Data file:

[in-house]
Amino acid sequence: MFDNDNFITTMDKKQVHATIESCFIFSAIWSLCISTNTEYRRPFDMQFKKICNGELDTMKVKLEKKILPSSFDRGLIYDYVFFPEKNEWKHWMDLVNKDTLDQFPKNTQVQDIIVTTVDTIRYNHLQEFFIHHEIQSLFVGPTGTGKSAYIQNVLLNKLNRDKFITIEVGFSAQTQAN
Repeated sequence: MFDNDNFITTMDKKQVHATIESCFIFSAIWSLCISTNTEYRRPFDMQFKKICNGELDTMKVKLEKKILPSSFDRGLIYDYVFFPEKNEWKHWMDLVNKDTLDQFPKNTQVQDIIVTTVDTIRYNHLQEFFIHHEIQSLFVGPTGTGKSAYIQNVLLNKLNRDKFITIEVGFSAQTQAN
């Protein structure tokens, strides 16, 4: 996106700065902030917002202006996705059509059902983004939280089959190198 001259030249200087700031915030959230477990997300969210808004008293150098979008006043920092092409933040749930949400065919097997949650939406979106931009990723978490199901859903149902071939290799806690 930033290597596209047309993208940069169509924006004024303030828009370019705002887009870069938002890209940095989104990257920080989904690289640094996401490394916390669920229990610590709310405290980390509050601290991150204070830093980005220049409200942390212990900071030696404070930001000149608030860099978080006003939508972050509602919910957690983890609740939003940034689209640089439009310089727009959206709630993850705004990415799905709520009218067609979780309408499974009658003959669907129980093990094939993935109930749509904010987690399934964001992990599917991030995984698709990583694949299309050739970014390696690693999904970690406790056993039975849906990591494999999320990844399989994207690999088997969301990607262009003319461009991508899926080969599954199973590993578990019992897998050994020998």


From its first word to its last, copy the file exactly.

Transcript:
[in-house]
Amino acid sequence: MFDNDNFITTMDKKQVHATIESCFIFSAIWSLCISTNTEYRRPFDMQFKKICNGELDTMKVKLEKKILPSSFDRGLIYDYVFFPEKNEWKHWMDLVNKDTLDQFPKNTQVQDIIVTTVDTIRYNHLQEFFIHHEIQSLFVGPTGTGKSAYIQNVLLNKLNRDKFITIEVGFSAQTQAN
Repeated sequence: MFDNDNFITTMDKKQVHATIESCFIFSAIWSLCISTNTEYRRPFDMQFKKICNGELDTMKVKLEKKILPSSFDRGLIYDYVFFPEKNEWKHWMDLVNKDTLDQFPKNTQVQDIIVTTVDTIRYNHLQEFFIHHEIQSLFVGPTGTGKSAYIQNVLLNKLNRDKFITIEVGFSAQTQAN
């Protein structure tokens, strides 16, 4: 996106700065902030917002202006996705059509059902983004939280089959190198 001259030249200087700031915030959230477990997300969210808004008293150098979008006043920092092409933040749930949400065919097997949650939406979106931009990723978490199901859903149902071939290799806690 930033290597596209047309993208940069169509924006004024303030828009370019705002887009870069938002890209940095989104990257920080989904690289640094996401490394916390669920229990610590709310405290980390509050601290991150204070830093980005220049409200942390212990900071030696404070930001000149608030860099978080006003939508972050509602919910957690983890609740939003940034689209640089439009310089727009959206709630993850705004990415799905709520009218067609979780309408499974009658003959669907129980093990094939993935109930749509904010987690399934964001992990599917991030995984698709990583694949299309050739970014390696690693999904970690406790056993039975849906990591494999999320990844399989994207690999088997969301990607262009003319461009991508899926080969599954199973590993578990019992897998050994020998």